table

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table,

article of furniture employed for household or ecclesiastical purposes. Elaborately decorated tables of wood or metal were known in ancient Egypt and Assyria, and the Greeks used small tables of low construction to be placed beside a couch. During the Roman Empire massive rectangular pieces were developed, which were made of marble and supported by carved end slabs as well as square or circular forms of bronze supported on a pedestal or on legs often representing wild beasts, sphinxes, or other figures. Although small tables of various shapes, some covered with precious metals, were used during the Middle Ages, the most common form was the long trestle table that was disassembled and removed after meals. Tables of the Italian and Spanish Renaissance were rectangular with end supports braced by stretchers; they often had an arcade of columns through the center. The magnificent Farnese table of marble inlay, attributed to Vignola (Metropolitan Museum of Art), is a notable piece from this period. Tables of the Elizabethan Age were supported on bulbous legs and included the draw table, forerunner of the extension dining table. By the end of the 17th cent. the console, the gateleg, and a variety of occasional tables had come into use. Striking tables of modern workmanship include elegant, simple designs in glass and chromium or stainless steel, and in a great variety of unvarnished woods. Tables vary in size with their purpose from the smallest candlestand to the great banquet table. They are named according to the place for which they are intended (center, library, side, sofa, tavern), their use (tea, china, drawing, writing, sewing, billiard, dining), their form (folding, console, extension, parson's trestle or sawhorse, piecrust, gateleg, butterfly, drop-leaf, tilt-top, nest), period or style (Gothic, Queen Anne, Empire), or the names of designers who created distinctive types (Adam, Chippendale, Hepplewhite, Sheraton, or Phyfe).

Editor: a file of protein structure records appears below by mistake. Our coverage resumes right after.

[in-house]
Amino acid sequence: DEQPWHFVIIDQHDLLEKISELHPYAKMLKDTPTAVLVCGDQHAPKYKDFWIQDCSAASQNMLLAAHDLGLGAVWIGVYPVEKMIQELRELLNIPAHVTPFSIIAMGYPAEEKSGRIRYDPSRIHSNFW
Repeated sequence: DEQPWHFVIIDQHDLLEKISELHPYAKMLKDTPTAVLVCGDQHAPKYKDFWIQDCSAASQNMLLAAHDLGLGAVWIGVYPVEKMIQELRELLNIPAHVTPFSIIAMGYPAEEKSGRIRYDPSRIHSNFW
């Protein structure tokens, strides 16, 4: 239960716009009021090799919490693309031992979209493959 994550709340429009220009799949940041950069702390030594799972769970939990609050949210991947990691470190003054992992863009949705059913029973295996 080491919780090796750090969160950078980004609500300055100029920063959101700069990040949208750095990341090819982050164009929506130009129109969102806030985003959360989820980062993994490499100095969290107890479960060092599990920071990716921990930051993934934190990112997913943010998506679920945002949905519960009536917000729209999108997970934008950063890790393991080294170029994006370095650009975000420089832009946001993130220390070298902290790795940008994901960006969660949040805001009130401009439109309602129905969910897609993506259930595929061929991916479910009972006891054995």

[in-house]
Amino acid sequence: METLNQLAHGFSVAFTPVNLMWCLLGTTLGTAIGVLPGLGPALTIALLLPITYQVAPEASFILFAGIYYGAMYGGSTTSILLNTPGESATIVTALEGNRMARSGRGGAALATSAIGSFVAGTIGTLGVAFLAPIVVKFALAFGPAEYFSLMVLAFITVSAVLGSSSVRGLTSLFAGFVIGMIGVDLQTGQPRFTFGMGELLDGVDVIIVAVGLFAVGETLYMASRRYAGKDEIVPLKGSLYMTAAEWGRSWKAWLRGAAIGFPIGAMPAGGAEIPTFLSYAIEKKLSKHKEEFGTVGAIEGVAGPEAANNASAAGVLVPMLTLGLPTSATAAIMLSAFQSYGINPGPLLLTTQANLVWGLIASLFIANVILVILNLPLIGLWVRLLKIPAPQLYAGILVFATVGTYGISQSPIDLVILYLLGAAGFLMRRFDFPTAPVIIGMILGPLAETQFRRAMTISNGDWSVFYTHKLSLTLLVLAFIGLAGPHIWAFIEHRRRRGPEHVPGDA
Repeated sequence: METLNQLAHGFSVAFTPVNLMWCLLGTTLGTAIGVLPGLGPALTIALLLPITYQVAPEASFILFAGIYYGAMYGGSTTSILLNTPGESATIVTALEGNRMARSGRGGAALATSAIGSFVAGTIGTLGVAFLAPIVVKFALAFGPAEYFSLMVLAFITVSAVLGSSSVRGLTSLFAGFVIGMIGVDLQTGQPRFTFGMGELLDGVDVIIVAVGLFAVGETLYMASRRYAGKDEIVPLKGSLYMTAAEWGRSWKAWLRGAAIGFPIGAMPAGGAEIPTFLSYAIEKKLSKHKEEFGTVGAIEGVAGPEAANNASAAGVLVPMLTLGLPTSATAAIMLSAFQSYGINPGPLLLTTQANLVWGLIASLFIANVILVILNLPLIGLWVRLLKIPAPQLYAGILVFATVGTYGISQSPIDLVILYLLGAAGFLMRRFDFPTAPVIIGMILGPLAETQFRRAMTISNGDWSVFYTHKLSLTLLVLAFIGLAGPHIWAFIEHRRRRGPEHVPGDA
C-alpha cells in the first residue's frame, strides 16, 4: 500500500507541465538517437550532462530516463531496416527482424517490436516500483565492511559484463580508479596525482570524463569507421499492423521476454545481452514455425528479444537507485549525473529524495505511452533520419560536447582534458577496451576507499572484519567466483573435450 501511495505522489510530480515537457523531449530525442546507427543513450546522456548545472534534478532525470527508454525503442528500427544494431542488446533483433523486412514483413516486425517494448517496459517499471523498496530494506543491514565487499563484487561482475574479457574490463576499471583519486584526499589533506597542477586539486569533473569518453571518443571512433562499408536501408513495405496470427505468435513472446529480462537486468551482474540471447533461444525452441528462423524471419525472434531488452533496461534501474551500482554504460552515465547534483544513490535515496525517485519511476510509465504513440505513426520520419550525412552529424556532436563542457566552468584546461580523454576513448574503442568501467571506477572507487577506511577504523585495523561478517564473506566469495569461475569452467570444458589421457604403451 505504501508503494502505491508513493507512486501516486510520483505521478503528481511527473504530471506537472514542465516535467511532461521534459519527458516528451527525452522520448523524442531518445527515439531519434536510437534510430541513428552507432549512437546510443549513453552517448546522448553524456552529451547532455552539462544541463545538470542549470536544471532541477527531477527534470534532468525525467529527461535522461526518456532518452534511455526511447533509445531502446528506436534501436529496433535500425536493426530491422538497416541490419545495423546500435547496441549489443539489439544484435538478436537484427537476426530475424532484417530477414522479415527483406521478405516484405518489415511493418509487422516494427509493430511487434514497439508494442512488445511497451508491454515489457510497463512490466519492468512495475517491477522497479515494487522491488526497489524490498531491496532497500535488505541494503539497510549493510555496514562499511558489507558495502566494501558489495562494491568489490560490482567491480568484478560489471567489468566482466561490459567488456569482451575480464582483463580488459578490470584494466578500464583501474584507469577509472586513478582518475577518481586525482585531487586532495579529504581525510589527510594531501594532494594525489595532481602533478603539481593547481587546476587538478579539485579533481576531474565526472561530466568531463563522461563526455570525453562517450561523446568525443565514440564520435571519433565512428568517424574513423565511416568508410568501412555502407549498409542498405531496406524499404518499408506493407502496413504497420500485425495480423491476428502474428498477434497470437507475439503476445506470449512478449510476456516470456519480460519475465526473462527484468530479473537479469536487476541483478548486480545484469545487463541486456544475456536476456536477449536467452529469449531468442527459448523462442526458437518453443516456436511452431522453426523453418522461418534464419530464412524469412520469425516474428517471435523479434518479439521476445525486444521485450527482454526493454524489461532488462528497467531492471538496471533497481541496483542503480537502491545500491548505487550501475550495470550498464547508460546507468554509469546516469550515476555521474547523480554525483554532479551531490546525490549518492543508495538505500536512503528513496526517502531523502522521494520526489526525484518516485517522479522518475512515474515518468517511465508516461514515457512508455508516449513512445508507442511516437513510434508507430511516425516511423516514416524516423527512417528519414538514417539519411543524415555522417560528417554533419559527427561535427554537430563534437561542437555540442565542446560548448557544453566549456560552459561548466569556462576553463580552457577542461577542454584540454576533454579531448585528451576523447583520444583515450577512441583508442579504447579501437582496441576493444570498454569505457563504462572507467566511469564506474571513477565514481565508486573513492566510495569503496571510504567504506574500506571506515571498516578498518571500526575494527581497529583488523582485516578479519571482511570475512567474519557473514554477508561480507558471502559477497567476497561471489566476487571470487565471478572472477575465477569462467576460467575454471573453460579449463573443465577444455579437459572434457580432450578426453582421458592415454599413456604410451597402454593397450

Table

Applied generally to all horizontal bands of moldings, base moldings, and cornices.

What does it mean when you dream about a table?

Tables usually represent social functions, such as dining together at a table, though tables can also represent work if one has a desk job or a job where one crafts objects on a table, for example. Tables in dreams can draw on meanings associated with the “head of the table,” “a bare table,” “the tables are turned,” being paid “under the table,” or “on the table.”

table

[′tā·bəl]
(building construction)